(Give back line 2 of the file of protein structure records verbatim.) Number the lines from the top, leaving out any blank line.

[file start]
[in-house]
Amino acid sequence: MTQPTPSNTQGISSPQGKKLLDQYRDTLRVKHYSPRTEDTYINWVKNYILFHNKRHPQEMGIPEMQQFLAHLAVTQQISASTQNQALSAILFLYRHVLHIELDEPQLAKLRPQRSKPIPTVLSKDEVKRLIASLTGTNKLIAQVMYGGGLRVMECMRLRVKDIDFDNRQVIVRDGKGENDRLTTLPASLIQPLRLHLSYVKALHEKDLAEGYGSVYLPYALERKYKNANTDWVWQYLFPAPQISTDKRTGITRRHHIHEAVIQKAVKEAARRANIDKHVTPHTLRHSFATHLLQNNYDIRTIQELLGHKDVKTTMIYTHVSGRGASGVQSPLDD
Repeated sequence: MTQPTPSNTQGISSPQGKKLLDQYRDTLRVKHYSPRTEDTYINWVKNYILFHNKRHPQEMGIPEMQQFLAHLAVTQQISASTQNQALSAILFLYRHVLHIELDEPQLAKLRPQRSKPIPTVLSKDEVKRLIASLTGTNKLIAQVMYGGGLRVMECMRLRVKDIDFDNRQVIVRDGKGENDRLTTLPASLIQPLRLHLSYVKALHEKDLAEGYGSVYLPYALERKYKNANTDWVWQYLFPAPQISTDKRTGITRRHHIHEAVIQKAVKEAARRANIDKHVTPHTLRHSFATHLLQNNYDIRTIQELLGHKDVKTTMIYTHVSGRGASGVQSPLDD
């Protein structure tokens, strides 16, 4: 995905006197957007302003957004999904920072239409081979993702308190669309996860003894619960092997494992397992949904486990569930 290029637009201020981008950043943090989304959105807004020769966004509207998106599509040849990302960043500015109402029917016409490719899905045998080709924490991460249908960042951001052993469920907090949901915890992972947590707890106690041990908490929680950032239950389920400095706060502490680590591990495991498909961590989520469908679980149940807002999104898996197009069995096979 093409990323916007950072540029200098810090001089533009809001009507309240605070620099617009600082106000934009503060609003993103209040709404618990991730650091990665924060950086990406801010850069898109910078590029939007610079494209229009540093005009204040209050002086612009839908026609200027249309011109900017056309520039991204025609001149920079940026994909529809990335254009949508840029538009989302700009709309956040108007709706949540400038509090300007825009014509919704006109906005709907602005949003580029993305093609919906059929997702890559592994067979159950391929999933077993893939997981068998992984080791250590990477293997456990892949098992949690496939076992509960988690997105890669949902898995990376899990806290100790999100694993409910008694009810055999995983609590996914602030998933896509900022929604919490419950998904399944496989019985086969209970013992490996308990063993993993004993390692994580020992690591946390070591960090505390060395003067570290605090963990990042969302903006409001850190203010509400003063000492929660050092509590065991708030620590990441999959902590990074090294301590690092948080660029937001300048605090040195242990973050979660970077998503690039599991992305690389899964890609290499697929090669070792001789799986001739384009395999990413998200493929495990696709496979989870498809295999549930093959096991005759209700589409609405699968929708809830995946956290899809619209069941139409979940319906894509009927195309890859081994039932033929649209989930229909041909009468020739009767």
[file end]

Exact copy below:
Amino acid sequence: MTQPTPSNTQGISSPQGKKLLDQYRDTLRVKHYSPRTEDTYINWVKNYILFHNKRHPQEMGIPEMQQFLAHLAVTQQISASTQNQALSAILFLYRHVLHIELDEPQLAKLRPQRSKPIPTVLSKDEVKRLIASLTGTNKLIAQVMYGGGLRVMECMRLRVKDIDFDNRQVIVRDGKGENDRLTTLPASLIQPLRLHLSYVKALHEKDLAEGYGSVYLPYALERKYKNANTDWVWQYLFPAPQISTDKRTGITRRHHIHEAVIQKAVKEAARRANIDKHVTPHTLRHSFATHLLQNNYDIRTIQELLGHKDVKTTMIYTHVSGRGASGVQSPLDD